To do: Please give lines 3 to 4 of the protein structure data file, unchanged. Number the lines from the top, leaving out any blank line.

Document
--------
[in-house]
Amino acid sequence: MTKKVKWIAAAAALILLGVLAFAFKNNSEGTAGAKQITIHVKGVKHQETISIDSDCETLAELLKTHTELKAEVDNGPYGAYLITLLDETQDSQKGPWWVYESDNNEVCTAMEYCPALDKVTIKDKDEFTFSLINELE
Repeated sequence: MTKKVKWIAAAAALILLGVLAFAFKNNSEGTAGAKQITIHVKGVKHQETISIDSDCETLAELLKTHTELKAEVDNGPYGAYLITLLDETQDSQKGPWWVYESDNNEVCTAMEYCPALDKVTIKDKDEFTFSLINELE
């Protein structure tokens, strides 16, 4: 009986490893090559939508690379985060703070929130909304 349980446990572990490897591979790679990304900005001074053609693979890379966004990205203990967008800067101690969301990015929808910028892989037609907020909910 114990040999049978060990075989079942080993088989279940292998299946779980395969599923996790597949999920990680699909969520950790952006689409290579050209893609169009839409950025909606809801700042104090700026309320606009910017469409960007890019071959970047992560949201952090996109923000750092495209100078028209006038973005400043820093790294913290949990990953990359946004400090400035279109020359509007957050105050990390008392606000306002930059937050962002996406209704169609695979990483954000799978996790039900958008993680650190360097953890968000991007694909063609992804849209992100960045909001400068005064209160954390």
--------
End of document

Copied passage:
Repeated sequence: MTKKVKWIAAAAALILLGVLAFAFKNNSEGTAGAKQITIHVKGVKHQETISIDSDCETLAELLKTHTELKAEVDNGPYGAYLITLLDETQDSQKGPWWVYESDNNEVCTAMEYCPALDKVTIKDKDEFTFSLINELE
């Protein structure tokens, strides 16, 4: 009986490893090559939508690379985060703070929130909304 349980446990572990490897591979790679990304900005001074053609693979890379966004990205203990967008800067101690969301990015929808910028892989037609907020909910 114990040999049978060990075989079942080993088989279940292998299946779980395969599923996790597949999920990680699909969520950790952006689409290579050209893609169009839409950025909606809801700042104090700026309320606009910017469409960007890019071959970047992560949201952090996109923000750092495209100078028209006038973005400043820093790294913290949990990953990359946004400090400035279109020359509007957050105050990390008392606000306002930059937050962002996406209704169609695979990483954000799978996790039900958008993680650190360097953890968000991007694909063609992804849209992100960045909001400068005064209160954390």